First: It’s easy and inexpensive to get a license.
You study the material, schedule your test, pay $150, and pass with a score of 70 or above. You then refresh your license every 2 years with another $150 and a shorter 40-question test. Yes, there is a lot of information to review and learn. And understanding the National Airspace System and controlled airspace is not always straight forward. But this is basic information that a drone pilot should know whether flying commercially or not. In fact, the FAA agrees and is working on a knowledge and safety test for hobby / recreational flyers which is expected to be in place by the end of the year.
The bottom line: There is no excuse for not getting your license if you are using your drone commercially. The person without a license is not very serious about their business, and may have a higher risk tolerance than you should accept for your business.
Second: The pilot and client could get fined.
Civil Penalty Actions by the FAA can range from $1100 to $27500, but FAA communications have stated fines per flight of $1100 for the pilot and $11,000 for the client. To be honest, you do not hear much about FAA enforcement of UAS operations to this point, so it would be easy to take a risk that your pilot will not get caught, or the drone images of the house in a 0 ft grid near an airport will not get flagged by enforcement. While the risk is probably still low for getting caught, I would not want to be in a situation where I could get fined. As the FAA UAS program matures, I am sure the enforcement processes and infrastructure will as well.
Third: Liability Insurance
This is the most important reason to have a licensed pilot. Without a license, insurance companies will not issue liability insurance for drone operations. Hiring companies routinely ask for contractors to have liability insurance of $1 – $2 million, and would not dream of allowing a contractor on site without general liability coverage. But using an unlicensed drone pilot is hiring someone with $0 of liability insurance. Your own insurance probably has exclusions for UAS operations as well. Business general liability policies do not cover incidents involving drones (UAS), so it has to be added to the policy. Even if you hire a licensed drone pilot, you need to verify the pilot carries drone coverage and at the expected amount of coverage. Some companies will offer drone liability, but not at the same level as the overall general liability policy.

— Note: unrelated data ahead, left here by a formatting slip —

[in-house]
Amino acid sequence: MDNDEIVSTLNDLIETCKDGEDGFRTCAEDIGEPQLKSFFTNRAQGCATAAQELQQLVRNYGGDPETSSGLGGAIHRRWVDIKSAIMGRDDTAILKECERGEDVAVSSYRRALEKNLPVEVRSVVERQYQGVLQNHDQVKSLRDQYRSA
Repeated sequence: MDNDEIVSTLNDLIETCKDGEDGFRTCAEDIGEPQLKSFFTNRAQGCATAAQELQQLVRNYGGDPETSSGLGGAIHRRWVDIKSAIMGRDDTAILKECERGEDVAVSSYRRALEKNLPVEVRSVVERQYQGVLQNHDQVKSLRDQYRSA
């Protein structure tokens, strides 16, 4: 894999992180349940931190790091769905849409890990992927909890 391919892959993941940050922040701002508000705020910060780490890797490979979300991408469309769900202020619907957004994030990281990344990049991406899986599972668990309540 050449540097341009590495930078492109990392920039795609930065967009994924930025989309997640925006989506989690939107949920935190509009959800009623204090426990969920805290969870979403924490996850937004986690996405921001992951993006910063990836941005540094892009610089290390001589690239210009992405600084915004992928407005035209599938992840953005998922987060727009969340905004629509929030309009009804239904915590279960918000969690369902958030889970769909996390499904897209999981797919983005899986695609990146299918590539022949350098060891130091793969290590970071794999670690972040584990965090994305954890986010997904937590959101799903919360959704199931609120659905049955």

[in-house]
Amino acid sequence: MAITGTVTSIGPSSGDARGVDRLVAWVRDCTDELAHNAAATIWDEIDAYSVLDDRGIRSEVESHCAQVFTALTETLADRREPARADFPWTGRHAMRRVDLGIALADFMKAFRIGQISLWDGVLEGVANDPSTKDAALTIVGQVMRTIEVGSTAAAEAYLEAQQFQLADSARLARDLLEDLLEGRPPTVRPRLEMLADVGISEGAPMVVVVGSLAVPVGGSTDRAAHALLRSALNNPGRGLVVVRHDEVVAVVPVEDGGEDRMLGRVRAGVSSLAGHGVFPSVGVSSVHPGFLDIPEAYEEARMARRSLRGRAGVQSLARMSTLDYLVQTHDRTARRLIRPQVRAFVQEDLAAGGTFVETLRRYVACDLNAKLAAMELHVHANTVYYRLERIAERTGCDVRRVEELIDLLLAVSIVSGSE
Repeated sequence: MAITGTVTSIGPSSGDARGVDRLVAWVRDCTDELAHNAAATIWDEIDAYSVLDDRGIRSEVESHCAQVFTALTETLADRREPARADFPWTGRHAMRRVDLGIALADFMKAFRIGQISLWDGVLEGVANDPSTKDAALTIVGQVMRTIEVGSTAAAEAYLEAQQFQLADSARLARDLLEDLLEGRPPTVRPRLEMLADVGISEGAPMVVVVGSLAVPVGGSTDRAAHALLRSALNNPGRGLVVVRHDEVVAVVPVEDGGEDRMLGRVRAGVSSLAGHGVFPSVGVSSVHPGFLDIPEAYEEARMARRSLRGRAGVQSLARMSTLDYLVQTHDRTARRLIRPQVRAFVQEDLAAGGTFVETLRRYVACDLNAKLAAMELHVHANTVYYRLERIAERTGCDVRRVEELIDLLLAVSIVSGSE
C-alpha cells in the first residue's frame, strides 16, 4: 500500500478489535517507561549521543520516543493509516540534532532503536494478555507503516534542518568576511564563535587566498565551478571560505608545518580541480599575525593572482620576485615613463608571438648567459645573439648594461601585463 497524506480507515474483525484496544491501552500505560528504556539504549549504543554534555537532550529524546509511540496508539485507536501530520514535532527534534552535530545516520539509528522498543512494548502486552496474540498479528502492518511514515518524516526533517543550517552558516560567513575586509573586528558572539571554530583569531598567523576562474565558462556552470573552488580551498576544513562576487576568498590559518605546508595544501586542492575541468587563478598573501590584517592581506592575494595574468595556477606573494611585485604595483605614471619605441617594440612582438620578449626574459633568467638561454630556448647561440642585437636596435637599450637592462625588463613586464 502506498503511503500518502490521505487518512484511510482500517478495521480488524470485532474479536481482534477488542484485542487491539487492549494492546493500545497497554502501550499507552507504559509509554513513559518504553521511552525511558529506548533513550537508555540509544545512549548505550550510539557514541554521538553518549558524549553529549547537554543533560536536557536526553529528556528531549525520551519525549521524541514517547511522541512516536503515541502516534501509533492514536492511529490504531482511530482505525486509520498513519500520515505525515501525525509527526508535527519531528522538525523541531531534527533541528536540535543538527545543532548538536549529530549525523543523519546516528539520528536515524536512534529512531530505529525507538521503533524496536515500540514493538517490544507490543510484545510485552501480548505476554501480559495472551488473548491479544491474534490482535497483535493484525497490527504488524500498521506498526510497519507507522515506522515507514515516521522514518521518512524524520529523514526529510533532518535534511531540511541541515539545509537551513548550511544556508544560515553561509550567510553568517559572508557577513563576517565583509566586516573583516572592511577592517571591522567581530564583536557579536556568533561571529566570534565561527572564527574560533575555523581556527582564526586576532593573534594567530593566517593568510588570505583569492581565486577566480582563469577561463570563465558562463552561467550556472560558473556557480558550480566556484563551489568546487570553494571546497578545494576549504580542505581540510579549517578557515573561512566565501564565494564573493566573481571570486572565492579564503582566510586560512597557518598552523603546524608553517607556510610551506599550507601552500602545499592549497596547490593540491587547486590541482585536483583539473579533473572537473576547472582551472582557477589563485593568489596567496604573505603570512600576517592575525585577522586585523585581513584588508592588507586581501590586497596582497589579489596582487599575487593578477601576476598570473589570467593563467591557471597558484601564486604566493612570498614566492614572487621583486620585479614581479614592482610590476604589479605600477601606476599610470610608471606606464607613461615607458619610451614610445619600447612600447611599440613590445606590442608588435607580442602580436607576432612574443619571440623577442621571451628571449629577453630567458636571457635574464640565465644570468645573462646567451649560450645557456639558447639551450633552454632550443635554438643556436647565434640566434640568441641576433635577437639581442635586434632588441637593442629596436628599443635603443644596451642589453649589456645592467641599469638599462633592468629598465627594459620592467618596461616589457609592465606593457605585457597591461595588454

Now you know you want to hire a licensed drone pilot.
So how do you verify a drone pilot is licensed and insured?
- Check the FAA Airmen Registry and search for your pilot. Make sure you know the full name. In my case, I go by my middle name, but my first name is in the registry, so if someone searched for Dee they would not find me. Once you find your pilot, you will see the issue date for the Remote Pilot Certificate. If this date is longer than 2 years ago, you will need to check the pilot’s paperwork onsite and see the Unmanned Aircraft Recurrent Exam document. Every pilot should have their license card which is similar in size to a drivers license, and the Recurrent Exam document with them when they fly.
- Request a copy of a Certificate of Insurance from the pilot. The certificate should show the UAS coverage. Some insurance companies do not add the notation for the UAS coverage on the COI by default. So if you get a COI without any indication of UAS coverage, just ask the pilot to get a copy with UAS coverage noted on the COI. The insurance company will have no problem adding it in the notes section of the COI if the coverage is valid.
Hiring a licensed and insured drone pilot is the smart thing to do, and hopefully this article helps you identify them. You can see some of my work here.